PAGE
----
Opinion: Student spends a month without technology

By Hayley Cargill — For practically everyone, technology is a part of every single aspect of our lives. You would think to take it away would be like cutting off one of your limbs. Surprisingly, being without technology has been more helpful than anything.

A month ago I found myself literally crawled into a ball on the floor in tears because I was so stressed. My parents decided taking away all of my technology for at least a week could help me deal with my stress more effectively. My phone, my kindle and my laptop. I was relieved, yet somewhat dumbfounded. How does one live without technology in today’s age? Is it even possible?

For most people, their phone is attached to their hip and is something they doubt they can live without. I was one of those people. In fact, most of my idle time was spent texting or checking social media instead of doing things of substance, like homework. I was amazed to find just how much homework and speech and debate research I could get done when my phone was absent. As soon as my phone was gone, I realized that I was able to put about two more hours per night more towards homework because I was not constantly distracted by the disruption of text messages and alerts. Another great advantage of not having my phone is not having to worry about drama. Instead of worrying about people’s petty arguments and ridiculous gossip, I could just ignore it all together.

While the loss of my phone was extremely helpful, it has been extremely inconvenient and lonely. If anyone reading this story knows me at all, they know that I am extremely attached to my speech and debate friends from other schools. Nothing has prepared me for how lonely and somewhat lost I feel in not being able to talk to them. In fact, talking to them is sometimes the only way I get through my day so that has most definitely been extremely hard. Now I only see them once a week at tournaments. It seems a bit old fashioned to only talk to your friends once a week, but I guess this is what happened in the pre cell phone days.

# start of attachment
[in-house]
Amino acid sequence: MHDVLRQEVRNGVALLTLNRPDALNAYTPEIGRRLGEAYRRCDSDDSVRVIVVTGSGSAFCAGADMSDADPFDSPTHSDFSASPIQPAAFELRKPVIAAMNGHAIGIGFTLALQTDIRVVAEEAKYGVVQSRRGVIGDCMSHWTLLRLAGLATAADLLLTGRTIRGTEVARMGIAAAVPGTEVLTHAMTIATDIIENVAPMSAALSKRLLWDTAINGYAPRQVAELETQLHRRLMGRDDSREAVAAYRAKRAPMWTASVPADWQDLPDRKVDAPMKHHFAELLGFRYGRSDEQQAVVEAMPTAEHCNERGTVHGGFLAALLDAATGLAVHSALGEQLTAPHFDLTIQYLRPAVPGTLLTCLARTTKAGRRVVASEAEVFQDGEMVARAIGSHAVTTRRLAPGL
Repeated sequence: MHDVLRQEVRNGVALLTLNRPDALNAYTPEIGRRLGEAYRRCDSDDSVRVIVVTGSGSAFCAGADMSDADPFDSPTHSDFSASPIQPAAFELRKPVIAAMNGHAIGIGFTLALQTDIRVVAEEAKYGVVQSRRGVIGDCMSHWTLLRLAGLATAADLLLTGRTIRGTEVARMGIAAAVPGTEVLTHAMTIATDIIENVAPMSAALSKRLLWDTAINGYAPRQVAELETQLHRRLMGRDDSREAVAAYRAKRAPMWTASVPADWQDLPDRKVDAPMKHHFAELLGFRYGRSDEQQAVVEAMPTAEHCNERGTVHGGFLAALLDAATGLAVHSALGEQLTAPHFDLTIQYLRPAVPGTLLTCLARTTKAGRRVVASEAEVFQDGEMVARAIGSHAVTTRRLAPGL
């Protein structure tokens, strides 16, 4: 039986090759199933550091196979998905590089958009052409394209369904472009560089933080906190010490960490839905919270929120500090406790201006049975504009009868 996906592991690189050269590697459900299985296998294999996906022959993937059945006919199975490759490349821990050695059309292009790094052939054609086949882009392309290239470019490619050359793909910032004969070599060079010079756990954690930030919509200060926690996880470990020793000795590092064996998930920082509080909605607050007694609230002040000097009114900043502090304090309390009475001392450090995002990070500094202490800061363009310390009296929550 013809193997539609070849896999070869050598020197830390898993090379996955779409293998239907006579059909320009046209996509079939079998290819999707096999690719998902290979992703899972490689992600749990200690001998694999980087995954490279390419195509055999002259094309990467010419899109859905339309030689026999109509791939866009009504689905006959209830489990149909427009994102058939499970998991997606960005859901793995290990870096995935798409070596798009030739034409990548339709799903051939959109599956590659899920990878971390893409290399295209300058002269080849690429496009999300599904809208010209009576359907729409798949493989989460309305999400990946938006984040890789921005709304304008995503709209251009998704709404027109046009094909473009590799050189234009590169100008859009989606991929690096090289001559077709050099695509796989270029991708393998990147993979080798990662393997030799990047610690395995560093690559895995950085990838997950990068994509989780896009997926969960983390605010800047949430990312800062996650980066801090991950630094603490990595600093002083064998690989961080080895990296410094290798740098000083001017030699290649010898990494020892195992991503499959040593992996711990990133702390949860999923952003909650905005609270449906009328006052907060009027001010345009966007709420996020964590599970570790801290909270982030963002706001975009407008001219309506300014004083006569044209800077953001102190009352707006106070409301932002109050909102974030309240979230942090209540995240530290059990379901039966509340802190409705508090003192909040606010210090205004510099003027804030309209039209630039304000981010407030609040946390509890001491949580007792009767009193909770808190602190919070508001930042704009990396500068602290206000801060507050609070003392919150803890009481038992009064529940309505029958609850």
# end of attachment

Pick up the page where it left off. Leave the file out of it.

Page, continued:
One of the greatest downturns of the whole experience has been not having my Kindle. The way I typically relieve my stress is by watching Netflix on my Kindle. With that gone, I actually found myself opening a book. I almost forgot those existed because I had not opened one in so long. Even though I would read books on my Kindle from time to time, I forgot just how much I enjoyed turning pages and smelling that new book smell.

By far, the loss of my laptop has been the greatest struggle and the biggest inconvenience. Having my laptop at home made it so convenient for me to go home and get my homework done. The fact that I do not have it has made me realize almost every single homework assignment requires the use of a computer. In order to make sure I complete assignments and speech and debate research, I have had to utilize the library during study hall and after school, which is the most annoying thing about my technology break.

While it seems like the lack of technology has been a bad thing, it has helped me reprioritize my life. Instead of staying up late to check social media sites, I force myself to go to bed by a certain time so I can actually survive the next day. It has also given me better time management skills. Now, I get all of my homework done at a reasonable hour instead of staying up into late hours of the morning to complete it. My favorite part of being without technology is I actually get enough sleep. Instead of staying up late to check social media feeds, I force myself to go to bed at a certain time and I now feel awake and alert throughout the whole school day.

If you are feeling stressed, a complete technology wipeout may be a little bit of overkill, but if you take some time to set away all of the distractions for a while, you may find you may not need it as much as you think and that it can be helpful in improving your time management skills. You may also find that sleep is actually a thing that exists.

[Updated Aug. 7, 2017: This article has been reformatted for consistency.]